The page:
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Essex Airfield


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#1 roadhound

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Posted 20 April 2012 - 05:55 PM

My son and I did some exploration while driving through the Mojave desert a few weeks ago. I had found an airstrip near the town of Essex that was part of a larger Army camp and played a part in Patton's preparations for fighting in North Africa. A full report is posted on my blog at the link below.

http://www.rwphotos.com/blog/?p=624

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#2 Keep the Show on the Road!

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Posted 20 April 2012 - 10:36 PM

Rick,

Impressive piece with some good closing advice. I love this kind or roadside history.

It is hard to imagine 27,000 men and perhaps a handful of B-17s sitting just off Route 66 in 1942. Great images and a really nice site to share.
Thanks from a guy who was alive at the time, but a little young to remember! :driving:

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#3 mga707

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Posted 20 April 2012 - 11:12 PM

All I can say is "Wow"! I love this stuff, especially with my love of aviation history as well as old road travel. I knew that Patton's tanks had trained in this area, much of which is now part of the Mojave National Preserve (north of I-40), but was unaware of the Essex airfield. 5000-ft. steel-matted runways would certainly have been more than adequate for any aircraft in the Army Air Corps' 1942 inventory (pre-B-29, which would have needed a bit more runway length). I can imagine C-47s (military DC-3s) buzzing in and out of there with men and supplies for Patton's army!

#4 roadhound

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Posted 22 April 2012 - 12:30 AM

@mga707- I too have that fondness for aviation history which is why I had to stop and investigate when I passed through the area. During my pre-trip research I found that there were a couple of other airfields carved out of the desert that were used as emergency landing fields for civilian flights during the 30's. The most obvious is east of Goffs which can be seen from Goffs Road and although it has been overgrown with the sagebrush you can still make out a a large V carved into the desert. The other was further west near Amboy.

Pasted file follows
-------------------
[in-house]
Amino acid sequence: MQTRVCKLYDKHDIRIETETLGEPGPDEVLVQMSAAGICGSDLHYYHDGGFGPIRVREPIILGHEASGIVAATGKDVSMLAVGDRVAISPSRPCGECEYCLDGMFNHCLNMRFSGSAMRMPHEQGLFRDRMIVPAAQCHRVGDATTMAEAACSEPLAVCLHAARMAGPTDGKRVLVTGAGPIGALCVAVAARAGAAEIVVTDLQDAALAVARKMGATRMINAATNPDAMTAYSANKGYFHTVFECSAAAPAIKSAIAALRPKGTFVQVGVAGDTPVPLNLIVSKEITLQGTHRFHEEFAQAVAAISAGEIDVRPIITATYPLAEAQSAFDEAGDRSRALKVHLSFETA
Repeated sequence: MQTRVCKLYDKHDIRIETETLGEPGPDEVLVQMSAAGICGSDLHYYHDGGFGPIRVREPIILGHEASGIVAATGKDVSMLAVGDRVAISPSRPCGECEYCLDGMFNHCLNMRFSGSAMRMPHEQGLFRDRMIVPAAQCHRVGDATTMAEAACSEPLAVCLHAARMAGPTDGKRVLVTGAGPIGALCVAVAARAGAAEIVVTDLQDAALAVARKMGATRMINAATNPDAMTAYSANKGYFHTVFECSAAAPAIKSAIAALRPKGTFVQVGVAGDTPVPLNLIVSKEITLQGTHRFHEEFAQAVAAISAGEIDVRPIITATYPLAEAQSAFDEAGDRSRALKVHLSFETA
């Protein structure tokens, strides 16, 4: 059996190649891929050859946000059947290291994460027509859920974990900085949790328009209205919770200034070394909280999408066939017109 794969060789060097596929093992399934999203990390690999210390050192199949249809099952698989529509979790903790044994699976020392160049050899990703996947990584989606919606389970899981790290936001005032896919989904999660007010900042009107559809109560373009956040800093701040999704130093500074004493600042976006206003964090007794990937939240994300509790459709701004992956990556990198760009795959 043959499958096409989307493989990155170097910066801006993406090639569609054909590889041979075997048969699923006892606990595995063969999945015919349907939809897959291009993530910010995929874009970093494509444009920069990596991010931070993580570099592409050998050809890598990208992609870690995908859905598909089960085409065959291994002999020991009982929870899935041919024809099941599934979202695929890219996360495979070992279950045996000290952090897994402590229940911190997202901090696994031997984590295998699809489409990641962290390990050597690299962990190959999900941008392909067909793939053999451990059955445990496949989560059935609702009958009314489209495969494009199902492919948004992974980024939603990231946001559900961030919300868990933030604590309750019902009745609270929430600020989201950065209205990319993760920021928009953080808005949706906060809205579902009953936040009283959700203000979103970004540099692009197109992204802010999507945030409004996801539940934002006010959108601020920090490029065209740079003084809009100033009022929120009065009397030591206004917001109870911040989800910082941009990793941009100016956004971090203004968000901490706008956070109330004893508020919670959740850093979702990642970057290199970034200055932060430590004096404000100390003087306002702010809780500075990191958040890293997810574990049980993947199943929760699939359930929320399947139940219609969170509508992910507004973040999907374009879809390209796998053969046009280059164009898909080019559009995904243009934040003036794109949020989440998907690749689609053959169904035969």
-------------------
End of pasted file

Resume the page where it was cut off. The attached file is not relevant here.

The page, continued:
@Dave - The advice was based on experience. Fortunately I always have a shovel and cribbing with me on my road trips and we were quickly able to dig out and get back on a more solid road.

#5 knightfan26917

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Posted 22 April 2012 - 09:54 PM

Ah, very cool, Rick. Sure appreciate you sharing the pics and blog.




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#6 DennyG

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Posted 23 April 2012 - 03:08 AM

Now that's off the beaten path -- and airways. Nice stuff.

#7 mga707

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Posted 23 April 2012 - 10:07 PM

@mga707- I too have that fondness for aviation history which is why I had to stop and investigate when I passed through the area. During my pre-trip research I found that there were a couple of other airfields carved out of the desert that were used as emergency landing fields for civilian flights during the 30's. The most obvious is east of Goffs which can be seen from Goffs Road and although it has been overgrown with the sagebrush you can still make out a a large V carved into the desert. The other was further west near Amboy.


There is still a similar such airstrip near Desert Center, between Indio and Blythe along I-10/old US 80. In the VERY early days of commercial aviation--late '20s/early '30s--it was often used as a "potty break" on the LA-Phoenix run, as the early airliners of the day such as the Fokker VII used by Standard Airlines/Western Air Express (in 1930 this route was sold to American Airways--now Airlines) did not have on on-board lavatory like the slightly later Ford Tri-Motor did.

Edited by mga707, 23 April 2012 - 10:08 PM.


#8 roadhound

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Posted 24 April 2012 - 12:57 PM

There is still a similar such airstrip near Desert Center, between Indio and Blythe along I-10/old US 80. In the VERY early days of commercial aviation--late '20s/early '30s--it was often used as a "potty break" on the LA-Phoenix run, as the early airliners of the day such as the Fokker VII used by Standard Airlines/Western Air Express (in 1930 this route was sold to American Airways--now Airlines) did not have on on-board lavatory like the slightly later Ford Tri-Motor did.


Air travel back then would have been an adventure. They were flying in unpressurezed cabins subject to the heat and cold of the outside environment with cruise speeds in the 90 mph range. They weren't much faster than today's highway speeds but still much faster than the roads of the day.




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